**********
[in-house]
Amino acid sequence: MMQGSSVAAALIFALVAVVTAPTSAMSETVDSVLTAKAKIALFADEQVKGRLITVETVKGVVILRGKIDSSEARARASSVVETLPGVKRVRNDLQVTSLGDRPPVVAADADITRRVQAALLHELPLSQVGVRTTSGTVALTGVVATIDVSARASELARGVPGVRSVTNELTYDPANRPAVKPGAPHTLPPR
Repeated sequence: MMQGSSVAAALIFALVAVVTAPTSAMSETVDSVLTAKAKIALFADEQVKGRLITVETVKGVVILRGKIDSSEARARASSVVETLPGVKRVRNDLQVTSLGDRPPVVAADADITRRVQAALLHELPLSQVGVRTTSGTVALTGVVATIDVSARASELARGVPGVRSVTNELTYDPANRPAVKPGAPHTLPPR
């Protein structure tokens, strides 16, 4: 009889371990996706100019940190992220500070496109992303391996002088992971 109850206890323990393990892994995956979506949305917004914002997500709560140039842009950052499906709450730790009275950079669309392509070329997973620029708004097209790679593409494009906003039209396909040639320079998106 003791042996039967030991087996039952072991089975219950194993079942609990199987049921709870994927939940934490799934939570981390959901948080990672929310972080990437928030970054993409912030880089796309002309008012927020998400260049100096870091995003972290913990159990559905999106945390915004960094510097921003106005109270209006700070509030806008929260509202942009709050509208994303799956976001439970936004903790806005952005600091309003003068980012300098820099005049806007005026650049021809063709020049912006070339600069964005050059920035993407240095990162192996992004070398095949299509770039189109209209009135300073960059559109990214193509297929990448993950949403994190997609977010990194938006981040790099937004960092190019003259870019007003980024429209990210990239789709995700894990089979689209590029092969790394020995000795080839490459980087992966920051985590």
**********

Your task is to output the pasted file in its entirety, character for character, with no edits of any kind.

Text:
[in-house]
Amino acid sequence: MMQGSSVAAALIFALVAVVTAPTSAMSETVDSVLTAKAKIALFADEQVKGRLITVETVKGVVILRGKIDSSEARARASSVVETLPGVKRVRNDLQVTSLGDRPPVVAADADITRRVQAALLHELPLSQVGVRTTSGTVALTGVVATIDVSARASELARGVPGVRSVTNELTYDPANRPAVKPGAPHTLPPR
Repeated sequence: MMQGSSVAAALIFALVAVVTAPTSAMSETVDSVLTAKAKIALFADEQVKGRLITVETVKGVVILRGKIDSSEARARASSVVETLPGVKRVRNDLQVTSLGDRPPVVAADADITRRVQAALLHELPLSQVGVRTTSGTVALTGVVATIDVSARASELARGVPGVRSVTNELTYDPANRPAVKPGAPHTLPPR
């Protein structure tokens, strides 16, 4: 009889371990996706100019940190992220500070496109992303391996002088992971 109850206890323990393990892994995956979506949305917004914002997500709560140039842009950052499906709450730790009275950079669309392509070329997973620029708004097209790679593409494009906003039209396909040639320079998106 003791042996039967030991087996039952072991089975219950194993079942609990199987049921709870994927939940934490799934939570981390959901948080990672929310972080990437928030970054993409912030880089796309002309008012927020998400260049100096870091995003972290913990159990559905999106945390915004960094510097921003106005109270209006700070509030806008929260509202942009709050509208994303799956976001439970936004903790806005952005600091309003003068980012300098820099005049806007005026650049021809063709020049912006070339600069964005050059920035993407240095990162192996992004070398095949299509770039189109209209009135300073960059559109990214193509297929990448993950949403994190997609977010990194938006981040790099937004960092190019003259870019007003980024429209990210990239789709995700894990089979689209590029092969790394020995000795080839490459980087992966920051985590």